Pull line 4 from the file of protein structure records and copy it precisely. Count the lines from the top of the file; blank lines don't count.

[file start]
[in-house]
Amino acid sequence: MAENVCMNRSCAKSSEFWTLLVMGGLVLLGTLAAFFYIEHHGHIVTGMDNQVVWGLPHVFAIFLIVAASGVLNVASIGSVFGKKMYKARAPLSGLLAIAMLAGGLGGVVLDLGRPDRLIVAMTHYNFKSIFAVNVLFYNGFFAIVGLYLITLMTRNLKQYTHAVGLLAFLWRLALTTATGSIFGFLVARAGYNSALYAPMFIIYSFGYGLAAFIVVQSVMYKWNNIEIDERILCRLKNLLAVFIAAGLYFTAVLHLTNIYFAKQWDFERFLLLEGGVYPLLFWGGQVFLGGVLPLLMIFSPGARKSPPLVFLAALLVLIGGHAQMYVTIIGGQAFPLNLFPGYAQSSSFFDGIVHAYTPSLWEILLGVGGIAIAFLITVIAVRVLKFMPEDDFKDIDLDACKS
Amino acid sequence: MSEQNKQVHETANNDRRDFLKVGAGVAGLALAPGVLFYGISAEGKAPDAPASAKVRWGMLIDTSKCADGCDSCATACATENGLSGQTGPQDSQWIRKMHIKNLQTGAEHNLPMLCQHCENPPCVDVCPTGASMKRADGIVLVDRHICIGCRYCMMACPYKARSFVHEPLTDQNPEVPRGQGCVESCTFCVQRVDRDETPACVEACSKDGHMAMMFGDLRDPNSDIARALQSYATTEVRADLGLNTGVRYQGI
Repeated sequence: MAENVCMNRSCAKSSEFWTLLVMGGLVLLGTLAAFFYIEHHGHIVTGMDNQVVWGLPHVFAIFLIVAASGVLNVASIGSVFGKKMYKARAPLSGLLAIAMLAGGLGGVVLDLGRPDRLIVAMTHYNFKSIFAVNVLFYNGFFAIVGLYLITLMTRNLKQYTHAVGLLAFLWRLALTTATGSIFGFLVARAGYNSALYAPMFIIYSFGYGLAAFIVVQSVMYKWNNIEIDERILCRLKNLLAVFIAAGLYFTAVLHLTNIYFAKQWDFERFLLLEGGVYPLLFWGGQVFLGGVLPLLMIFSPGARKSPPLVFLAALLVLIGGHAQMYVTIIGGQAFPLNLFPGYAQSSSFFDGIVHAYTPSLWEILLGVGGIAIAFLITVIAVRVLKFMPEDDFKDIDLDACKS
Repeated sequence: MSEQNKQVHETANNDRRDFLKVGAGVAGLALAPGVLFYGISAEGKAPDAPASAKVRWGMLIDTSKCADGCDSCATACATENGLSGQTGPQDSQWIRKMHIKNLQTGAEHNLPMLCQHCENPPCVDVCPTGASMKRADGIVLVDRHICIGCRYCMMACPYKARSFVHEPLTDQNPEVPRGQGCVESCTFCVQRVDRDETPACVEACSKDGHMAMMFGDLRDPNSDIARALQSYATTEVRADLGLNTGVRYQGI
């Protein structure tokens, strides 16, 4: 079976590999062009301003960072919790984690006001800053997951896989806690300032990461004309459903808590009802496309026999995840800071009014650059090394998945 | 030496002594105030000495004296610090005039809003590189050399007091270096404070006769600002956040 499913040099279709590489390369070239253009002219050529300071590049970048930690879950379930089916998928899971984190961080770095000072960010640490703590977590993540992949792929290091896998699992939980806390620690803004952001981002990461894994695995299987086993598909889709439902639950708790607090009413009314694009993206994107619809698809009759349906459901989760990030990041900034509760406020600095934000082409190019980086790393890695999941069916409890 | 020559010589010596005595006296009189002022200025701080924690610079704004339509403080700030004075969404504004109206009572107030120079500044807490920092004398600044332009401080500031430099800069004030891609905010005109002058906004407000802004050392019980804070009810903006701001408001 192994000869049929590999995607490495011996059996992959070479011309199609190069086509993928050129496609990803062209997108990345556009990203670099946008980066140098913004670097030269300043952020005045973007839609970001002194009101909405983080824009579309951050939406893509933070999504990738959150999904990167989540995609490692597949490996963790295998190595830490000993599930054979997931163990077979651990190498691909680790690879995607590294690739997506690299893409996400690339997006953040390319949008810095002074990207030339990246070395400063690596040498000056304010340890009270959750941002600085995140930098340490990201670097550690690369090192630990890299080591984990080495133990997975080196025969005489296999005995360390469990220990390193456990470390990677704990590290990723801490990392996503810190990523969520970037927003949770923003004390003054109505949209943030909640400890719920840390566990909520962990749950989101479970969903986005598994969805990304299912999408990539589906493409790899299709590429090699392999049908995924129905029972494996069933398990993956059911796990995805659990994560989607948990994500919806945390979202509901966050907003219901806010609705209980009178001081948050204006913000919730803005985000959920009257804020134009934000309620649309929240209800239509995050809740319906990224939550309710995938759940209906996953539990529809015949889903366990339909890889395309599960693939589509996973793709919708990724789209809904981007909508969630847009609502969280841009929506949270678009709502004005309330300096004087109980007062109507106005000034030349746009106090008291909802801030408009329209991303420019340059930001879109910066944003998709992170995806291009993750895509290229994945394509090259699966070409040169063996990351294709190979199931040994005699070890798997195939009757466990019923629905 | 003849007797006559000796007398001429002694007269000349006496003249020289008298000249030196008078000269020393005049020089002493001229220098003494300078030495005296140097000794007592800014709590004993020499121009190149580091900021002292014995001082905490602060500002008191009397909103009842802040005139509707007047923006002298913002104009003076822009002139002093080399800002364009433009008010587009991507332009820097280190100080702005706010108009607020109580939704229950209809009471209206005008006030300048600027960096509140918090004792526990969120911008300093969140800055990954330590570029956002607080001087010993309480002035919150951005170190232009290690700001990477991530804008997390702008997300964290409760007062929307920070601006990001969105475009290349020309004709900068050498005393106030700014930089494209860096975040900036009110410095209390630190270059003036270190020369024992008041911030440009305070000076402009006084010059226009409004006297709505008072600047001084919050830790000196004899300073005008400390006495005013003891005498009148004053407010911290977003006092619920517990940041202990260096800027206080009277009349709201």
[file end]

Repeated sequence: MAENVCMNRSCAKSSEFWTLLVMGGLVLLGTLAAFFYIEHHGHIVTGMDNQVVWGLPHVFAIFLIVAASGVLNVASIGSVFGKKMYKARAPLSGLLAIAMLAGGLGGVVLDLGRPDRLIVAMTHYNFKSIFAVNVLFYNGFFAIVGLYLITLMTRNLKQYTHAVGLLAFLWRLALTTATGSIFGFLVARAGYNSALYAPMFIIYSFGYGLAAFIVVQSVMYKWNNIEIDERILCRLKNLLAVFIAAGLYFTAVLHLTNIYFAKQWDFERFLLLEGGVYPLLFWGGQVFLGGVLPLLMIFSPGARKSPPLVFLAALLVLIGGHAQMYVTIIGGQAFPLNLFPGYAQSSSFFDGIVHAYTPSLWEILLGVGGIAIAFLITVIAVRVLKFMPEDDFKDIDLDACKS